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This is the end of the blockchain so – it's not really useful at all

That Bitcoin does not play a very useful role if only by a speculative instrument these days. It's true, it's been half a decade since I said it for the first time and it's not quite tried yet, but it's the way to bet. It has long been thought that the blockchain has some uses. A permanent and unalterable record of something or another, with an integrated error control system, yes, we can at least imagine that this can be useful. This is not what the Times seems to think is said:

He was hailed by the ministers as the answer to many of society's most pressing challenges. However, a study of over 40 projects in which the blockchain was supposed to make services more efficient has found a success rate of zero.

Well … yes. Except that's not exactly what the report says:

We have documented 43 cases of blockchain use through Internet searches, most of which have been described with brilliant statements such as "operating costs … reduced by up to 90%" or with the guarantee of "acquisition and archiving of accurate and secure data. " We have seen a proliferation of press releases, white papers and articles written in a persuasive way. However, we did not find any documentation or proof of the results that the blockchain would have stated in these statements. Furthermore, we did not find lessons learned or practical insights, as they are available for other technologies under development. We did not get any better when we contacted several blockchain companies directly, via e-mail, telephone and in person. No one was willing to share data on program outcomes, MERL processes or adaptive management for potential scaling. Despite all the clamor about how the blockchain will bring unprecedented transparency to processes and operations in low confidence environments, the sector itself is opaque. From this, we have determined that the lack of evidence to support the blockchain value declarations in the international development space is a critical gap for potential adopters.

It's not that there has been no success, it is that there is no public proof of success. A different point, as we all know.

This also does not mean that blockchain is dead or has no uses. Even if we accept the version of the Times, all it tells us is that these 40 attempts to apply blockchain did not work. And this leads us straight to the heart of the technological development process.

Start immediately from the beginning. A useful number – not accurate but useful of the right order of magnitude – is that on any day (OK, we specify that it is a day when stores are open) there are a billion objects for sale in Manhattan. Not a billion pieces but a billion different types of pieces. One piece is a 1/2 inch left hand brass screw, one is a 1/2 inch right hand brass screw, one is a 1/2 inch chrome screw to the left and so on, out of a bagel, balloon and fool – because there is always a politician on sale. Take a few handfuls of these objects – hammer, nail, politician, wall – and try to do something useful with them. We have an absolutely horrible number of possible combinations, ehm, 1 billion! or something. Maybe 1 billion! less (1 billion – 4) !? * *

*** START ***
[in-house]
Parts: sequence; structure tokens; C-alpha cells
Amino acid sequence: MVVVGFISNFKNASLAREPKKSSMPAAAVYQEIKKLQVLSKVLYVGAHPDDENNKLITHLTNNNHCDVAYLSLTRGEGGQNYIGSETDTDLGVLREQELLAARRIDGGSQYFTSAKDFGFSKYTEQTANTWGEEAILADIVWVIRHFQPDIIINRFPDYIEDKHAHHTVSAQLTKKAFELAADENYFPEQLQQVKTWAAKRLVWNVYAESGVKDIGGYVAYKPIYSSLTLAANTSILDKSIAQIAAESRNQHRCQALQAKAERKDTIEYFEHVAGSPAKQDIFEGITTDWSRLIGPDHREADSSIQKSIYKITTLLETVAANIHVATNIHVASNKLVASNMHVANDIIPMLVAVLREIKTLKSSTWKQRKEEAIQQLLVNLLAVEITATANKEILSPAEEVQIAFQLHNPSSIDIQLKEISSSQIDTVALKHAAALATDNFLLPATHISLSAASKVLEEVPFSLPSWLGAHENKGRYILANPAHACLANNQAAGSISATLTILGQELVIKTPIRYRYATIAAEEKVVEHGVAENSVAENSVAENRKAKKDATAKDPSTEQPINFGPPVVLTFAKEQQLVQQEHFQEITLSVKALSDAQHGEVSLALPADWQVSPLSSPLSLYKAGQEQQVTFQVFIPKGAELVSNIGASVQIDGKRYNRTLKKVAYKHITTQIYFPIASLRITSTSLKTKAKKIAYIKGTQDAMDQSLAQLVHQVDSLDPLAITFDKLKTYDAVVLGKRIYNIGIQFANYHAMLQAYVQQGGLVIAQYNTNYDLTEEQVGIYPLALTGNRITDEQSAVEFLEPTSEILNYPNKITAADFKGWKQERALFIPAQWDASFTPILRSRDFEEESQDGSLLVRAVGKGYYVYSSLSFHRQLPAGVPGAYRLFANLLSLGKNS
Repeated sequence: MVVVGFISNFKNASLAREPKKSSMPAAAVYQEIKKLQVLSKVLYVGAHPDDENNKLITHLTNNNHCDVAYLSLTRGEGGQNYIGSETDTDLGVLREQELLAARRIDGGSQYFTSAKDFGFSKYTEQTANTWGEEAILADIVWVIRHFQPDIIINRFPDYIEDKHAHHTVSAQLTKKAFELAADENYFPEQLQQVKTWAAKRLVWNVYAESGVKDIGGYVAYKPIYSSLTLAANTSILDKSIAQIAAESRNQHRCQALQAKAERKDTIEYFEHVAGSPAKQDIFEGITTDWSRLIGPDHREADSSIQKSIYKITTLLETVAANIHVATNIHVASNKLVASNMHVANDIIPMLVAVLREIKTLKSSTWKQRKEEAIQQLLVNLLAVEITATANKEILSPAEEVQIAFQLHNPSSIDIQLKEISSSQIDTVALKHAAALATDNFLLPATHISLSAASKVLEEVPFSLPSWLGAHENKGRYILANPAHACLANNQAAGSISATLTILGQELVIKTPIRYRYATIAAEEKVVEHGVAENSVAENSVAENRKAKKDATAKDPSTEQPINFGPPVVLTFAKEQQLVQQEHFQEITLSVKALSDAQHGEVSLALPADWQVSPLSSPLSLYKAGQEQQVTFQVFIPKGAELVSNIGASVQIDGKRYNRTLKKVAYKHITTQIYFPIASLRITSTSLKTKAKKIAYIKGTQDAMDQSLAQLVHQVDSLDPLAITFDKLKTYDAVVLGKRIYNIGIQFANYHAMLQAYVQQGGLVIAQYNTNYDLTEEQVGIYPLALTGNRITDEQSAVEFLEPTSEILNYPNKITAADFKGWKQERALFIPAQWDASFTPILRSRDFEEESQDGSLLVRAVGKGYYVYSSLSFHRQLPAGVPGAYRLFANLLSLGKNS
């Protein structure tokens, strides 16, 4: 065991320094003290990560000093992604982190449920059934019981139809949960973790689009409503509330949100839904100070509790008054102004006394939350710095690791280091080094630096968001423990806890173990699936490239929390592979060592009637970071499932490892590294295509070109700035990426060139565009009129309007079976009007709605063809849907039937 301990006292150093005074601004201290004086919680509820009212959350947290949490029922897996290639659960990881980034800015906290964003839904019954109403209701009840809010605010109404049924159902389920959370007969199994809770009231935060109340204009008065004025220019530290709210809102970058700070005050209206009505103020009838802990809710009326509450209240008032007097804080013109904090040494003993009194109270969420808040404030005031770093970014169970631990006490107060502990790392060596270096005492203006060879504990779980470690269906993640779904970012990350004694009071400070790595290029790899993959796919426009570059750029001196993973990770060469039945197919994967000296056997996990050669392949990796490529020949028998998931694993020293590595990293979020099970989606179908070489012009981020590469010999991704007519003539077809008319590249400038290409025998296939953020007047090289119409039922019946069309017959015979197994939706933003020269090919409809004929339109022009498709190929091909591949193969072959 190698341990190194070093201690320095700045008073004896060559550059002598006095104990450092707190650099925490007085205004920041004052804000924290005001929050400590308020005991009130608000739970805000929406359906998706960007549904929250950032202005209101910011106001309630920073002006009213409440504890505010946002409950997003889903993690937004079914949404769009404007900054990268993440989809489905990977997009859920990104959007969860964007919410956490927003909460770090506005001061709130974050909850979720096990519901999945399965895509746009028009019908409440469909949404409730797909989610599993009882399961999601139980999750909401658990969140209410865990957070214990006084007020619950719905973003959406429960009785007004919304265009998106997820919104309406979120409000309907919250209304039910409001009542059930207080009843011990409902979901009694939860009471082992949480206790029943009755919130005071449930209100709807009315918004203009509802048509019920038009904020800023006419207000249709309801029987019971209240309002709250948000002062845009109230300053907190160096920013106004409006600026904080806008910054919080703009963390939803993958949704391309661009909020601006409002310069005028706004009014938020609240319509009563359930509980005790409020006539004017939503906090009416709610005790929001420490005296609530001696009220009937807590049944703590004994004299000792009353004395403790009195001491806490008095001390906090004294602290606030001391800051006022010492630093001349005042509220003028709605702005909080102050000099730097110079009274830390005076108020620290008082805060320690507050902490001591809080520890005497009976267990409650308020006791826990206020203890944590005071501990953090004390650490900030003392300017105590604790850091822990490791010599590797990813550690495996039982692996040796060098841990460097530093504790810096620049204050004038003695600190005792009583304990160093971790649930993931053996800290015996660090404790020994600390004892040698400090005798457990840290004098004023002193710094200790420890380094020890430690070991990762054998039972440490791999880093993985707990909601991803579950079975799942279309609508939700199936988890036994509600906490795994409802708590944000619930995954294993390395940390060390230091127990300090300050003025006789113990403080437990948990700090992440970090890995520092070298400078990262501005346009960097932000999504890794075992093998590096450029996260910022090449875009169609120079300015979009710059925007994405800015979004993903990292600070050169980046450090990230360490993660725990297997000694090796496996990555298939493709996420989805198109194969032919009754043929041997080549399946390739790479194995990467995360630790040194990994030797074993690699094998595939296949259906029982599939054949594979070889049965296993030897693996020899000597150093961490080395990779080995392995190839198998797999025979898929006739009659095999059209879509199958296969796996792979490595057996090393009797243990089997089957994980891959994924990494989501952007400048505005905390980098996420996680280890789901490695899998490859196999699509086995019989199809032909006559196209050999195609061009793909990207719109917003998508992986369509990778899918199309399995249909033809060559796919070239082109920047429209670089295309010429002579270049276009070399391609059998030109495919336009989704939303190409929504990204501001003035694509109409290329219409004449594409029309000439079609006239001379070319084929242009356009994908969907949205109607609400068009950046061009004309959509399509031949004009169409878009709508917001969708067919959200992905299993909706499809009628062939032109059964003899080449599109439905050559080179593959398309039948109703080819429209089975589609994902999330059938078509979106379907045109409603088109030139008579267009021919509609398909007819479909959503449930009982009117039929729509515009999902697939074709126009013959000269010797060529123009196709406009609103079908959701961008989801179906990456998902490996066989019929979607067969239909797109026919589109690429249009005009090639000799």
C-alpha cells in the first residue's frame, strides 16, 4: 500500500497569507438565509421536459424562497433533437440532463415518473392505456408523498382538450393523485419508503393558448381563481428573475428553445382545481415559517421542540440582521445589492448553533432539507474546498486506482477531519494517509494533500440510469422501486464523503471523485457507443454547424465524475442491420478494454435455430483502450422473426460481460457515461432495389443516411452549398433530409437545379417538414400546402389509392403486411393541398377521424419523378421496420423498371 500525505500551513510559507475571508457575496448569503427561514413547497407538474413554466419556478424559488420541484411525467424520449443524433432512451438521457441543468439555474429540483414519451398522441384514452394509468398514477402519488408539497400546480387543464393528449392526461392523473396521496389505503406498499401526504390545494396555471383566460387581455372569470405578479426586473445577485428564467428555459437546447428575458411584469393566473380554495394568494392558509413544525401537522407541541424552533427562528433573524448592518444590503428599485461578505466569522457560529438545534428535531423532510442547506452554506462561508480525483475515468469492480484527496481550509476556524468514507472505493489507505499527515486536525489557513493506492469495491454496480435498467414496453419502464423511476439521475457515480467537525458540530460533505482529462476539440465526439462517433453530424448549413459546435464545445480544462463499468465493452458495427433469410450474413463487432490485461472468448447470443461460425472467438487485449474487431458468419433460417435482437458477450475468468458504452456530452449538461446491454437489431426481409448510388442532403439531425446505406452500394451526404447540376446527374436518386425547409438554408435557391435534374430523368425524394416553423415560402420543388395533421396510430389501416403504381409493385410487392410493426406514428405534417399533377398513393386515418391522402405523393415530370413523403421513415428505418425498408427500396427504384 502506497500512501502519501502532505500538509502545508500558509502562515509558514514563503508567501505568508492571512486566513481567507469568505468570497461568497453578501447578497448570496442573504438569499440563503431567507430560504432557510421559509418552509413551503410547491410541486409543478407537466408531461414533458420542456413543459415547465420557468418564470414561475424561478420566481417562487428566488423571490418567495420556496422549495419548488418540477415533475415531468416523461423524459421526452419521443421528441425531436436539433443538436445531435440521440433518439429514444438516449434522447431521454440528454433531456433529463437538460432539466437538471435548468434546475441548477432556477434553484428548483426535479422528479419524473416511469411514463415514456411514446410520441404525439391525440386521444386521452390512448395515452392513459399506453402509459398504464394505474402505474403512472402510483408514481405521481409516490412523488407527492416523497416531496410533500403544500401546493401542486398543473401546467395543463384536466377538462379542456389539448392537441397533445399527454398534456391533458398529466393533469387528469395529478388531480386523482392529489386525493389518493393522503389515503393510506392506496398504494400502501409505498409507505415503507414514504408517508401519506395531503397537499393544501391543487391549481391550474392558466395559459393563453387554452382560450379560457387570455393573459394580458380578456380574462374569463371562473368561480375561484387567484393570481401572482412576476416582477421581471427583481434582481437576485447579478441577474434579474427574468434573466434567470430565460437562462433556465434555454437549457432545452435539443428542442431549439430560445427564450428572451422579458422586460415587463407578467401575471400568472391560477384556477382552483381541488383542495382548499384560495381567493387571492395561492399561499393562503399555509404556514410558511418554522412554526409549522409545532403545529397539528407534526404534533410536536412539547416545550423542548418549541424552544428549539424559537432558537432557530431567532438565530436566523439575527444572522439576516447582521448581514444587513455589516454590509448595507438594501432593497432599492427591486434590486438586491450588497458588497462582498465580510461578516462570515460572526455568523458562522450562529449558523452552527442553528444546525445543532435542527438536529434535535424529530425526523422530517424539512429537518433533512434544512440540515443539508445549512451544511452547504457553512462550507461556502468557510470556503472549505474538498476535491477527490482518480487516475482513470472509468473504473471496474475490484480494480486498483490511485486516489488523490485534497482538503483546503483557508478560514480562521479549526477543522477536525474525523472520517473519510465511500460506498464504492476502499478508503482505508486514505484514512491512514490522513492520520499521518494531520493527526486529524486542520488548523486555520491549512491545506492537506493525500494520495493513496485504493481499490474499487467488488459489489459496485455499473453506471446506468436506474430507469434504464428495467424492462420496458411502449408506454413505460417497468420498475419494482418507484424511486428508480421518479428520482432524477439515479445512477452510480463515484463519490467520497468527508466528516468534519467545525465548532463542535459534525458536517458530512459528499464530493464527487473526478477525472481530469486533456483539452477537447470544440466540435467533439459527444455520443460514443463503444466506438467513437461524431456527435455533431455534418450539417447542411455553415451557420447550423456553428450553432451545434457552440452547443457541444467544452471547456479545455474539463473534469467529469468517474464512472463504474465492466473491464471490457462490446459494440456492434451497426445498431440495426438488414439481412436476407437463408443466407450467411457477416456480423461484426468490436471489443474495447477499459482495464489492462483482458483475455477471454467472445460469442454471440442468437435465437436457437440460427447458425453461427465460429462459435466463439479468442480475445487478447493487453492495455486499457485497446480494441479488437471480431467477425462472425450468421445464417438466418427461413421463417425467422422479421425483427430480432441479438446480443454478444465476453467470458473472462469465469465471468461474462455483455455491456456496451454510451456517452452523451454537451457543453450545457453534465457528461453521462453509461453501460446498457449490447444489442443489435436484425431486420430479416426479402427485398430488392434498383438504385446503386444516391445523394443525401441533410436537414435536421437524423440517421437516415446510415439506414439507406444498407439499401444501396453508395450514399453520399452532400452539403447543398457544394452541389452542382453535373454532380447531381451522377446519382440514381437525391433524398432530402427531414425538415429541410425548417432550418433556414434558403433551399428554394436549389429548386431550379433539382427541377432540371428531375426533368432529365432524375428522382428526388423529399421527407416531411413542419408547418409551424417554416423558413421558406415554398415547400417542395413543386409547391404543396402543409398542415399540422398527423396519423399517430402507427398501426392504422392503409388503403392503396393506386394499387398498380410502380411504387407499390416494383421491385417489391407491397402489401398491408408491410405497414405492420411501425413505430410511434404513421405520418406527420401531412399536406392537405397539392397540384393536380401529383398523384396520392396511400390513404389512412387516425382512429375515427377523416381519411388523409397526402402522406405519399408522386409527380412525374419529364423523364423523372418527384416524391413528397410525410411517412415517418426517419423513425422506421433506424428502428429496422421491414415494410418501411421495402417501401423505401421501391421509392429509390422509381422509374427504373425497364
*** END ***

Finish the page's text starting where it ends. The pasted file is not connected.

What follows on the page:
As we all know, technology continues. New things continue to be invented, this number of things we can combine increases over time. We also find new tasks that we would like to perform – what could be the role of 1/2 inch brass screws with left hand threads to reduce emissions from fossil fuel combustion?

All this together is the technological space that we must explore. The only way to do this is a hectic recombination of things to see what works. Of course, we can use a little logic and cunning to do it. The brass and chrome screws will not change much – except, of course, when they do and for this reason people make different types. But we can use logic to exclude certain combinations, politicians and honesty.

Being what is a market economy, the billions of us try new things to see what works. It is the best and fastest way to scroll through the possible combinations.

Which brings us back to the blockchain. First of all, the information we have obtained so far is that 40 of these experiments do not work. Hmm, OK, only a few billion to go then. Yes, of course, we can use logic to create equivalences, if it does not work here, then there will not be and so on. But the proof of not working in a task is by no means proof of uselessness. Secondly, this is indeed the point of this system of market economy. Exactly that we look at a new technology, we try various combinations with existing things and see what works. That is not, well, this is the point. Of course, we would prefer to find something that is useful because we like it useful. But the point of the investigation system is to find out and a null result is still to be discovered.

Will the blockchain ever be useful for something? I do not know and neither do you. But we have this nice system to find out what it's good to have, is not it?

* That corrective probation course looks pretty good right now, there's a Fibonacci in there, is not it? .

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